Good luck!

Regards.
Nacho


#3

Thank you for the suggestion (and the nice instructions as to how to go about doing this task!). Actually I was thinking about doing this very thing just today but, beeing a noobie, I’m hesitant to just dive in and start making changes to the hardware without knowing for sure what I am doing.

Would pressing the “Re-set” button on top of the flight controller do the same thing (i.e., clear out the EEPROM memory, then re-loading the ArduCopter firmware) as would loading a different vehicle platform’s data to the EEPROM? Or does “re-set” simply re-set the already-on-board parameters back to some previously-installed version of ArduCopter?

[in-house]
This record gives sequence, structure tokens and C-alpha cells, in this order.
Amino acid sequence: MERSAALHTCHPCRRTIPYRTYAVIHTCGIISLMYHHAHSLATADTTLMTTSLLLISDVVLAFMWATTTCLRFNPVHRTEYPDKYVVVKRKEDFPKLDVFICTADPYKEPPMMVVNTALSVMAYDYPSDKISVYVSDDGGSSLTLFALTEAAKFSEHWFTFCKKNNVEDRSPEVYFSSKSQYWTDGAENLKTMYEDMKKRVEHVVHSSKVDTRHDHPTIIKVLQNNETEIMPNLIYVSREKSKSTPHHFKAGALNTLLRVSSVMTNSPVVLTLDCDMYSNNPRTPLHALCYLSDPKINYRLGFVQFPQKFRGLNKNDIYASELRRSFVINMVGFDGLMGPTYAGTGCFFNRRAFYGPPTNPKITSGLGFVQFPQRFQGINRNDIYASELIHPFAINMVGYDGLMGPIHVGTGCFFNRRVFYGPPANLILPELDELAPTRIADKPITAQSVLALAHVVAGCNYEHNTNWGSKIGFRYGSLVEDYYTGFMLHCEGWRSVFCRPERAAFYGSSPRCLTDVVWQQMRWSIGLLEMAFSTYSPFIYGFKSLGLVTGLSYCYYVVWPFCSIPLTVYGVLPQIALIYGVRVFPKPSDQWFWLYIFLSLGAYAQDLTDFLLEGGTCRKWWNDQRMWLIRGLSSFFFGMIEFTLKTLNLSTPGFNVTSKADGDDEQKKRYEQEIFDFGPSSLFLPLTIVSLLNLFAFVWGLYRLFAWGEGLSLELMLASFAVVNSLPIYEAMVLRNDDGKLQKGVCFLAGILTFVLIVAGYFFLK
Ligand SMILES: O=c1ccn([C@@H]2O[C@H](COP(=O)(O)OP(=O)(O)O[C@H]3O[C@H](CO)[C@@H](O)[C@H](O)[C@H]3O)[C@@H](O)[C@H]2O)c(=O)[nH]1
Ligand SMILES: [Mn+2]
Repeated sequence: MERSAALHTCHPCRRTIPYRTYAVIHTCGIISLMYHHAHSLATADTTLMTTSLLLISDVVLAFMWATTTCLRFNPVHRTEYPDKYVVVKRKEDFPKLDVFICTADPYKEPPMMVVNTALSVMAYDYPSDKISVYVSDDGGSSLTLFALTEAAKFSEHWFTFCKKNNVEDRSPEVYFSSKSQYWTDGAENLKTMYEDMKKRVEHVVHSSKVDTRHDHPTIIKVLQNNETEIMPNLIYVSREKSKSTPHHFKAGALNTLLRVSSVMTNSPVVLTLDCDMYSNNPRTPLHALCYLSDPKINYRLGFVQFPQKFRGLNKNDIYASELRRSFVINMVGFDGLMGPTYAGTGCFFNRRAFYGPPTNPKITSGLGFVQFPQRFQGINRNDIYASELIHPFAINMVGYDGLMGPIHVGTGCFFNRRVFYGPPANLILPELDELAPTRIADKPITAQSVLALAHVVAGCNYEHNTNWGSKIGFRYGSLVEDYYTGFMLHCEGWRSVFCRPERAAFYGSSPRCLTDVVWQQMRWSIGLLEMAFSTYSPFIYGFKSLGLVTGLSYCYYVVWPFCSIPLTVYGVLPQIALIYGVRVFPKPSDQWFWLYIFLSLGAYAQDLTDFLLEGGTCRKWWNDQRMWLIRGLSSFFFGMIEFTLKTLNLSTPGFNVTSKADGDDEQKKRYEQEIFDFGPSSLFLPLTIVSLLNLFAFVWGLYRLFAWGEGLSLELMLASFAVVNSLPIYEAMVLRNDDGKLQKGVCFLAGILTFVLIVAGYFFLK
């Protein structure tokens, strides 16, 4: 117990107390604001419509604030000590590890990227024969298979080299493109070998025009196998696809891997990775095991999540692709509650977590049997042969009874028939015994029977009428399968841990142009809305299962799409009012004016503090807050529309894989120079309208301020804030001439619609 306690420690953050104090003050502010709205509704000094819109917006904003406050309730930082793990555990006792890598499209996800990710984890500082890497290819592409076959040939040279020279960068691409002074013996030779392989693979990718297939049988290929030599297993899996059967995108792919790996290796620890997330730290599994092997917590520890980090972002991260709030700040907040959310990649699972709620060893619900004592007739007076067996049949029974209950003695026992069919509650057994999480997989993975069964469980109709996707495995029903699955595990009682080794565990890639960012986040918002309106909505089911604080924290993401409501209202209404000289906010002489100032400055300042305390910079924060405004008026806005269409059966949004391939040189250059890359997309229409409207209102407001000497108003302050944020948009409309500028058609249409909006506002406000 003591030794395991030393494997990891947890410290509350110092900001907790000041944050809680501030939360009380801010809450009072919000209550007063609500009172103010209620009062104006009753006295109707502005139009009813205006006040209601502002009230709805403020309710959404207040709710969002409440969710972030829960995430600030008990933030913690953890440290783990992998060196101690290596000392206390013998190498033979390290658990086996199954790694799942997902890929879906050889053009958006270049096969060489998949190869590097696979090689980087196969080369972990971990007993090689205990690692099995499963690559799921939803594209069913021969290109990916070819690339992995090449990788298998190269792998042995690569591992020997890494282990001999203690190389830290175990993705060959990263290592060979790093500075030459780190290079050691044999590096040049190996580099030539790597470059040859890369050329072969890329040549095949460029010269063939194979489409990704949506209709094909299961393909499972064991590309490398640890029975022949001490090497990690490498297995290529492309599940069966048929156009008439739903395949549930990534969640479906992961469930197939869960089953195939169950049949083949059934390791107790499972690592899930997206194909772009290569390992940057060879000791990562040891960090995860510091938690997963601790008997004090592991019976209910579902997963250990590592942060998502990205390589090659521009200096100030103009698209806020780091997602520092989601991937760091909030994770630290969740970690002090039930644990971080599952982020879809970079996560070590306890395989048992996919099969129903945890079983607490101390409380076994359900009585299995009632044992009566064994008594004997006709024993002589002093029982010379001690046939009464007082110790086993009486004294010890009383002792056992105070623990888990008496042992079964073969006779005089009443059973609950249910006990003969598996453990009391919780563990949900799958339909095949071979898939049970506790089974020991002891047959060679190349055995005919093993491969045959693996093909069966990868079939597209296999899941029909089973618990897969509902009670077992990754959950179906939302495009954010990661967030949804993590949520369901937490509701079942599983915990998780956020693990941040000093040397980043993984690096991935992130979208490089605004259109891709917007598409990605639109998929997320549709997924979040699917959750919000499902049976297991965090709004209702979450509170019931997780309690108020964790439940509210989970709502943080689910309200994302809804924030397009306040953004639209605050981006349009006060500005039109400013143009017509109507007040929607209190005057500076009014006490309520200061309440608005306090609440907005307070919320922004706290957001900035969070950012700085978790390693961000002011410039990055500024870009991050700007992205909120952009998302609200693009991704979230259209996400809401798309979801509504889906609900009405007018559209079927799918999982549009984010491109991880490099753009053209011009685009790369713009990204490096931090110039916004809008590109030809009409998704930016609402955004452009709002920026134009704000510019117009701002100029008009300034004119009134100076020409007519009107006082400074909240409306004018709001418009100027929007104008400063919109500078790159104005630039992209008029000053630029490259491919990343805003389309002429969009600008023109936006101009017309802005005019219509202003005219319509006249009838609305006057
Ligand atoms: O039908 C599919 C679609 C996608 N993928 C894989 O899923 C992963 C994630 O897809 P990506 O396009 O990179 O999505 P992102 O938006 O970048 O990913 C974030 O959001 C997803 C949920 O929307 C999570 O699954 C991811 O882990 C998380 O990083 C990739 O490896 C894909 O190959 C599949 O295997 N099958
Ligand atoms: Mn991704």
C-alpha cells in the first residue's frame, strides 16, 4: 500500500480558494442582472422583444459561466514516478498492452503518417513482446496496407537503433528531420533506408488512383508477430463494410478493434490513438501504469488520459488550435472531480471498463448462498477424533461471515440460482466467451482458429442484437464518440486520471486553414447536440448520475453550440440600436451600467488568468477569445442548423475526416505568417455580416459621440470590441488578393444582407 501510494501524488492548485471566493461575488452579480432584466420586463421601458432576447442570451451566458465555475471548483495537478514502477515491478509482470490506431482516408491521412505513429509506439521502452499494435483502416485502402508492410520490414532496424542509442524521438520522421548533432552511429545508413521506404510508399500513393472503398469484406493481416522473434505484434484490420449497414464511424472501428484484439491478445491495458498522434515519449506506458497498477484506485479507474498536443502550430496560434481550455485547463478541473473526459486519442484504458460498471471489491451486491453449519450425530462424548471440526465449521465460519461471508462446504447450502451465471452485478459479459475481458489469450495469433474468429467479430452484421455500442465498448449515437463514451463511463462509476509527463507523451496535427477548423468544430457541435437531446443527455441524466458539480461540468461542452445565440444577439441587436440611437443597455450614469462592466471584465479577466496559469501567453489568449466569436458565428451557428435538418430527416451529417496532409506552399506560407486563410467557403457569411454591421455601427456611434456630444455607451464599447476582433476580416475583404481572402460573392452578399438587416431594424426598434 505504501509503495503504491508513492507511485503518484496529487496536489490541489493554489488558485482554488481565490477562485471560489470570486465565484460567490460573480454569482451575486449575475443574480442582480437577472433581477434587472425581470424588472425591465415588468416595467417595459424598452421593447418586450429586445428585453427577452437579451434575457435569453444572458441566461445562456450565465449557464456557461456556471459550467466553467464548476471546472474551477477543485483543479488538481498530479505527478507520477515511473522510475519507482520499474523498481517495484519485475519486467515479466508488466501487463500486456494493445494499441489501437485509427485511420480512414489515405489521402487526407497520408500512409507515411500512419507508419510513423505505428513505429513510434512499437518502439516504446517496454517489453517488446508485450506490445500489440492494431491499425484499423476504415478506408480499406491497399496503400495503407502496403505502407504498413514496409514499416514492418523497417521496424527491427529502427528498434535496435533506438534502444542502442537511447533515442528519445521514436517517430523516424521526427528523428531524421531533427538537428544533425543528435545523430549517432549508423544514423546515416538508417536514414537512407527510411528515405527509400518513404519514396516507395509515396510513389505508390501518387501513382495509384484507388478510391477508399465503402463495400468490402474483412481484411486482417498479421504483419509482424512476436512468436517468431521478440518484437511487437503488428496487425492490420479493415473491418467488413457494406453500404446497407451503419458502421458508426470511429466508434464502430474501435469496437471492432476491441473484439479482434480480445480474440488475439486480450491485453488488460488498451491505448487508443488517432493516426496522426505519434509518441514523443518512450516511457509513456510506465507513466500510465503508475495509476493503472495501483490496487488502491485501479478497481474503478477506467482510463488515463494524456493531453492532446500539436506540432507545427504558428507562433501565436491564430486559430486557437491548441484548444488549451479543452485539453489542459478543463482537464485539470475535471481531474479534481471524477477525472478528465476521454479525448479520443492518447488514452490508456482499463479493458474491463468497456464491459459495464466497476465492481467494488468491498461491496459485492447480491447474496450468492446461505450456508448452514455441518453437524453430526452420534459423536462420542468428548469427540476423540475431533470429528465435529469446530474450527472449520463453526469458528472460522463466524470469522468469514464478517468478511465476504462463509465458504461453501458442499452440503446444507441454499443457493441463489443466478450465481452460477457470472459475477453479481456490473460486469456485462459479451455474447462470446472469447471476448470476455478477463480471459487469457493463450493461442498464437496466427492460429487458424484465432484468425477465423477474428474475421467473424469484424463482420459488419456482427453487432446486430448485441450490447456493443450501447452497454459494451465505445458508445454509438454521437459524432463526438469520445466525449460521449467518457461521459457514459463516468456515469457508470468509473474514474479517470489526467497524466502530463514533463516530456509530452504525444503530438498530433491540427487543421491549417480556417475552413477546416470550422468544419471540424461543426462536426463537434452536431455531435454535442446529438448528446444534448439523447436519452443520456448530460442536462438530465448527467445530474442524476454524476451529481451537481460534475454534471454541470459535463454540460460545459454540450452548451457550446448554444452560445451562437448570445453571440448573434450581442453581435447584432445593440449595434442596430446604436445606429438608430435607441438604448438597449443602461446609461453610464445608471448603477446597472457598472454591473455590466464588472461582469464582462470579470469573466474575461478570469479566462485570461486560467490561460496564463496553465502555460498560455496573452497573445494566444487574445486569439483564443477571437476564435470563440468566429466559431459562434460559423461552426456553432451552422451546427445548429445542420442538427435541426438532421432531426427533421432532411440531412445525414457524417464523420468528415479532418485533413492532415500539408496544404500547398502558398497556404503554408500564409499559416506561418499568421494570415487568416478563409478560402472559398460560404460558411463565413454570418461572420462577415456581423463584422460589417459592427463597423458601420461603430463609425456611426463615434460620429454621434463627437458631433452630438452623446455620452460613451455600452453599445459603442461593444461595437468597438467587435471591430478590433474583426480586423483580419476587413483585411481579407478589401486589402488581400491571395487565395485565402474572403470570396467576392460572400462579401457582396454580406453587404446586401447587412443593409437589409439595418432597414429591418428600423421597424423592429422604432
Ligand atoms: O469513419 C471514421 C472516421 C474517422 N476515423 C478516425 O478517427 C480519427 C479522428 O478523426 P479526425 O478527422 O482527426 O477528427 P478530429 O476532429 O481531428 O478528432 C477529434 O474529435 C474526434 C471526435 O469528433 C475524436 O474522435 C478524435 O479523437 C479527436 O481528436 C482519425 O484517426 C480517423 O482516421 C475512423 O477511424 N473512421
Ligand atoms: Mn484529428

#4

That would be absolutely a negative. Pressing the reset button is akin to pressing the reset button on your computer. It terminates all currently running processes and initiates the boot process.

However, there is a much simpler way of reverting the eeprom to defaults than the process mentioned.
instead of flashing rover, booting, then flashing hex, simply flash hex using mission planner. after it boots, reconnect using mission planner, click config/tuning, then click ‘Planner’, near the bottom check that Layout is set to ‘advanced’, if it is not then change it, and click config/tuning again to refresh the display.

Click on ‘Full parameter list’ or ‘Full parameter tree’.

*IF you want to see what, if anything, was changed, click on ‘save to file’ on the far right, give it an obvious filename, click save and add an obvious comment to the frame description that identifies this as a possibly bad set of values. ( Something like ‘Hex settings before reverting to defaults’ )